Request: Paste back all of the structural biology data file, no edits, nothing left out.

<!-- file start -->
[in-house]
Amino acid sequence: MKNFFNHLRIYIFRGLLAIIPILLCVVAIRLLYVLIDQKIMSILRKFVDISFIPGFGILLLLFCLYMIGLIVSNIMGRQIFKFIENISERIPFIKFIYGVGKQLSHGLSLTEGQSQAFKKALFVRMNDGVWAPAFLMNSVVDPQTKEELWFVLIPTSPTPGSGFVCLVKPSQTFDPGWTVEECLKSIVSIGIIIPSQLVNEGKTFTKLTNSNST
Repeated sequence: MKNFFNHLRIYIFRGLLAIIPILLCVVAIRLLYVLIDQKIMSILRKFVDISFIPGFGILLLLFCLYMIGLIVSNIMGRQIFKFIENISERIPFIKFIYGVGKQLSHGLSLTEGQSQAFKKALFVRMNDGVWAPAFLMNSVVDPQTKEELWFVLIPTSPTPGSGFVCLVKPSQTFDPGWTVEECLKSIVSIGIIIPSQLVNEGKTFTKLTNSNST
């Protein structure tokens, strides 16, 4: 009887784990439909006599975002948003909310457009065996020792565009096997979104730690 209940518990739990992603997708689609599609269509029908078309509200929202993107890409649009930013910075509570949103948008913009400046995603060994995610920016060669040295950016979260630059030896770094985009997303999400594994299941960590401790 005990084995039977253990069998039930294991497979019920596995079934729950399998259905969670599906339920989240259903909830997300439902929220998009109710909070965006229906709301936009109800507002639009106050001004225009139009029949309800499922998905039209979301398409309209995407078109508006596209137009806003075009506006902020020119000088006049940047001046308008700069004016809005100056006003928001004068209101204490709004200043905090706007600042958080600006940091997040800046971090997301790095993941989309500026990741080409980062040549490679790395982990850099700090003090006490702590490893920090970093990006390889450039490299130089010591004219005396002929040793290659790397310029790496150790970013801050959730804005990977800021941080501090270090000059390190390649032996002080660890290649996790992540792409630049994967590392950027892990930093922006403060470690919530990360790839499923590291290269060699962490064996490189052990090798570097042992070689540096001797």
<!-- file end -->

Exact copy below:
[in-house]
Amino acid sequence: MKNFFNHLRIYIFRGLLAIIPILLCVVAIRLLYVLIDQKIMSILRKFVDISFIPGFGILLLLFCLYMIGLIVSNIMGRQIFKFIENISERIPFIKFIYGVGKQLSHGLSLTEGQSQAFKKALFVRMNDGVWAPAFLMNSVVDPQTKEELWFVLIPTSPTPGSGFVCLVKPSQTFDPGWTVEECLKSIVSIGIIIPSQLVNEGKTFTKLTNSNST
Repeated sequence: MKNFFNHLRIYIFRGLLAIIPILLCVVAIRLLYVLIDQKIMSILRKFVDISFIPGFGILLLLFCLYMIGLIVSNIMGRQIFKFIENISERIPFIKFIYGVGKQLSHGLSLTEGQSQAFKKALFVRMNDGVWAPAFLMNSVVDPQTKEELWFVLIPTSPTPGSGFVCLVKPSQTFDPGWTVEECLKSIVSIGIIIPSQLVNEGKTFTKLTNSNST
């Protein structure tokens, strides 16, 4: 009887784990439909006599975002948003909310457009065996020792565009096997979104730690 209940518990739990992603997708689609599609269509029908078309509200929202993107890409649009930013910075509570949103948008913009400046995603060994995610920016060669040295950016979260630059030896770094985009997303999400594994299941960590401790 005990084995039977253990069998039930294991497979019920596995079934729950399998259905969670599906339920989240259903909830997300439902929220998009109710909070965006229906709301936009109800507002639009106050001004225009139009029949309800499922998905039209979301398409309209995407078109508006596209137009806003075009506006902020020119000088006049940047001046308008700069004016809005100056006003928001004068209101204490709004200043905090706007600042958080600006940091997040800046971090997301790095993941989309500026990741080409980062040549490679790395982990850099700090003090006490702590490893920090970093990006390889450039490299130089010591004219005396002929040793290659790397310029790496150790970013801050959730804005990977800021941080501090270090000059390190390649032996002080660890290649996790992540792409630049994967590392950027892990930093922006403060470690919530990360790839499923590291290269060699962490064996490189052990090798570097042992070689540096001797």